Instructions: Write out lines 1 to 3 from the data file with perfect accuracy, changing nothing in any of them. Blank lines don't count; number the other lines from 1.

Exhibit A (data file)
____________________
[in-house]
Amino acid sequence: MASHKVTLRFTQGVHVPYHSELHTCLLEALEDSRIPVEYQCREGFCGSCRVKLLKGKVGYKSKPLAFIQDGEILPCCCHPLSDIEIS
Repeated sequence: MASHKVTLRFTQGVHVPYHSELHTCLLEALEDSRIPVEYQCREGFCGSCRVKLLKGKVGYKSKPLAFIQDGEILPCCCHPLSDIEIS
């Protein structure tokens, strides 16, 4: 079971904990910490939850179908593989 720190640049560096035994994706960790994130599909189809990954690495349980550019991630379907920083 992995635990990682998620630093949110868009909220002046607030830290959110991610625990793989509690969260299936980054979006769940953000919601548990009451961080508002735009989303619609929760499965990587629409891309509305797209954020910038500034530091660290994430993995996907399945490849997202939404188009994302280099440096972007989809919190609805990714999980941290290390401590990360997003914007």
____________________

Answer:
[in-house]
Amino acid sequence: MASHKVTLRFTQGVHVPYHSELHTCLLEALEDSRIPVEYQCREGFCGSCRVKLLKGKVGYKSKPLAFIQDGEILPCCCHPLSDIEIS
Repeated sequence: MASHKVTLRFTQGVHVPYHSELHTCLLEALEDSRIPVEYQCREGFCGSCRVKLLKGKVGYKSKPLAFIQDGEILPCCCHPLSDIEIS